Rizk: There actually is very little constant communication between mission control and the spacecraft. Communication time over NASA's Deep Space Network is in high demand, and it's not cheap, because there are so many spacecraft out there. People often think that the actions performed by the spacecraft are all automated, and it just does them effortlessly. But we're often white-knuckling. Once the images came streaming down, all of us were shedding a ton of stress that had accumulated over the previous week. There is so much that can go wrong. The way I deal with that is I try to take everything in stride, telling myself it's just another day at the office. If you don't, you make more mistakes. You have to take the human element into account much more than you'd think on a project like this.
From the spacecraft's distance, 1.4 million miles, Bennu looks like just a star among thousands. How do you spot it?
D'Aubigny: Ten years ago, during the early phase of the mission planning, Bennu's orbit wasn't as well-known as it is now, so we had to build a camera that could detect an asteroid as faint as Bennu from 2 million kilometers away for navigation purposes. The full frame in the animated image is a little bigger than the moon appears in the night sky. That tells you how easy it would be to miss the asteroid if the spacecraft didn't point the camera at the exact right spot in space. Within 12 hours or so, Bennu would have moved out of the frame, and we would have missed it.
Hergenrother: We could have detected Bennu two to three months ago, because the cameras were designed to detect a much fainter object. Taking this image on Aug. 17, plus or minus a few days, had been planned for years. When the spacecraft looked for the asteroid, it was in the exact spot where we calculated it to be. That isn’t too surprising since Bennu now has the best-known orbits of all known asteroids.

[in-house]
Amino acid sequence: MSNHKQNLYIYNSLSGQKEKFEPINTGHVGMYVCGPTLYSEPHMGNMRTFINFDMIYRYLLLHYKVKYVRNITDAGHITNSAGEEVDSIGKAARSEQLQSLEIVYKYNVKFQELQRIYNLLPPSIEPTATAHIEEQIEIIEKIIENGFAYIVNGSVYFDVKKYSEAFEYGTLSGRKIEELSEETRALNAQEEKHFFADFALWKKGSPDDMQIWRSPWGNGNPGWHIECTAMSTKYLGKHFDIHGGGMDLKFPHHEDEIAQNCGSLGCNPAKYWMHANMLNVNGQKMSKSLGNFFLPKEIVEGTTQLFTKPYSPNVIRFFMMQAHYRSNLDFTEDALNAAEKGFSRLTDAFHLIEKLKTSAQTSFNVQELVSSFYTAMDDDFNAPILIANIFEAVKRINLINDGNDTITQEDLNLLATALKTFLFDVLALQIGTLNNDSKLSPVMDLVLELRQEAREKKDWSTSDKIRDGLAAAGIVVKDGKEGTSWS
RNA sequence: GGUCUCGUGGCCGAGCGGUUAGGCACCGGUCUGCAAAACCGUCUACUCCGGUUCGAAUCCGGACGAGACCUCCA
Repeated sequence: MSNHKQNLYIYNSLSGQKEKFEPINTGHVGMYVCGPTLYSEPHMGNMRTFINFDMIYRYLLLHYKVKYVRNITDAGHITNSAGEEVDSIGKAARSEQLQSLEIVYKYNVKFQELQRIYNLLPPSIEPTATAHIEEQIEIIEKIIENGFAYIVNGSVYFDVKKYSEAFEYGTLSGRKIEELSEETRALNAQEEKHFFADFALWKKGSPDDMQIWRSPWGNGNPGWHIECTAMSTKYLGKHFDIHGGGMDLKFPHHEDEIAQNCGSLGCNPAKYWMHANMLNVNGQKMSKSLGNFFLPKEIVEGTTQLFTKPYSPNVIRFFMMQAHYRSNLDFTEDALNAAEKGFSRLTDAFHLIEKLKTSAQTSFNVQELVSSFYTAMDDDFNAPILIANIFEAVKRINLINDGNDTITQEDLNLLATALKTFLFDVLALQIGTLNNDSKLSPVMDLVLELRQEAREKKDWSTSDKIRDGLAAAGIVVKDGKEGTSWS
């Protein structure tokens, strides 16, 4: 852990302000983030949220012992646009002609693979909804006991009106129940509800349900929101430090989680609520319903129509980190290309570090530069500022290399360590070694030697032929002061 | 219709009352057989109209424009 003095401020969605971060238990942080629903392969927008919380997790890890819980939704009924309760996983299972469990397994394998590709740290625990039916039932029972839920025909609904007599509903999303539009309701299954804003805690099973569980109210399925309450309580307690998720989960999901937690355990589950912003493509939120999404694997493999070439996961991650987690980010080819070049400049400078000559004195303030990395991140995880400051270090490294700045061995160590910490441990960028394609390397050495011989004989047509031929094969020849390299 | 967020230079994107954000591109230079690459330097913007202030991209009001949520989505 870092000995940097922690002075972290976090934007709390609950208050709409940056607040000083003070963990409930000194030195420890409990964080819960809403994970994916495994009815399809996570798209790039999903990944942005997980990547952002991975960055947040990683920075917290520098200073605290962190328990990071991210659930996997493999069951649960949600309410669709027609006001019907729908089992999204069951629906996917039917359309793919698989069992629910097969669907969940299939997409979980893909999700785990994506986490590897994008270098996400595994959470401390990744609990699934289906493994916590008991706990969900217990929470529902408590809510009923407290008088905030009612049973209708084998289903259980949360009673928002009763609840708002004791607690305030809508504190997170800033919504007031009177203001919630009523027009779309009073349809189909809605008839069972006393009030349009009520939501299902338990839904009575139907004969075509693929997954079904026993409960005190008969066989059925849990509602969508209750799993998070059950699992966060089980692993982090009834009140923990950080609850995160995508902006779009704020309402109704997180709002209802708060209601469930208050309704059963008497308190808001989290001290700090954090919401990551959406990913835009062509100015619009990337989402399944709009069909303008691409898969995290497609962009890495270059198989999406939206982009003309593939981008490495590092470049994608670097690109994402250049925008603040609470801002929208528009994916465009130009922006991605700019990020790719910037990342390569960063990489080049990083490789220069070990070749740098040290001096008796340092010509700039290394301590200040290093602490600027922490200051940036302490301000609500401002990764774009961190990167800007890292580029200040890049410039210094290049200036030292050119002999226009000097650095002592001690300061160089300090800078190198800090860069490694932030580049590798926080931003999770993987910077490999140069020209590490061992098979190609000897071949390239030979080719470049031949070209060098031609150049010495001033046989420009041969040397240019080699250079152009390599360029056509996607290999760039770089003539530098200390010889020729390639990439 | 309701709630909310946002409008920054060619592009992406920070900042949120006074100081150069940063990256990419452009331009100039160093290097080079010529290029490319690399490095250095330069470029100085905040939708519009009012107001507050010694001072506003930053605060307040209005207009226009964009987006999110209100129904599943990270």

This part of the observation, where we observed Bennu for an hour, was important because we'll pass the images on to the (UA-led) Catalina Sky Survey, which will use later images to look for any potential natural satellites that may orbit Bennu. We also used this opportunity to test running the PolyCam data through the CSS software, to make sure everything works well together, rather than trying things out for the first time on the day we're scheduled to begin the in-depth search for natural satellites around Bennu.
What is next for the OSIRIS-REx mission?
Hergenrother: Every Monday, Wednesday and Friday, we do what we call OpNavs – that means we use the spacecraft's cameras to image the starfield in the background to determine exactly where it is in relation to Bennu. Later in the mission, OpNavs will be conducted daily and then multiple times per day. The next science observations will be Sept. 11 and 12, when we will use MapCam and PolyCam to see if there is any dust around Bennu. It's very unlikely, but if there is any, it would be interesting because it tells us more about the asteroid. It would also be important to know for safety reasons. Oct. 16 will be the first time we will observe Bennu over one full rotation to determine if the preliminary data we gathered from the ground are correct. A week after that, we'll be looking for satellites around Bennu. In November, we will begin mapping observations, and we will start seeing craters and boulders. That's when Bennu will transition from being an astronomical object to a "real" geological world.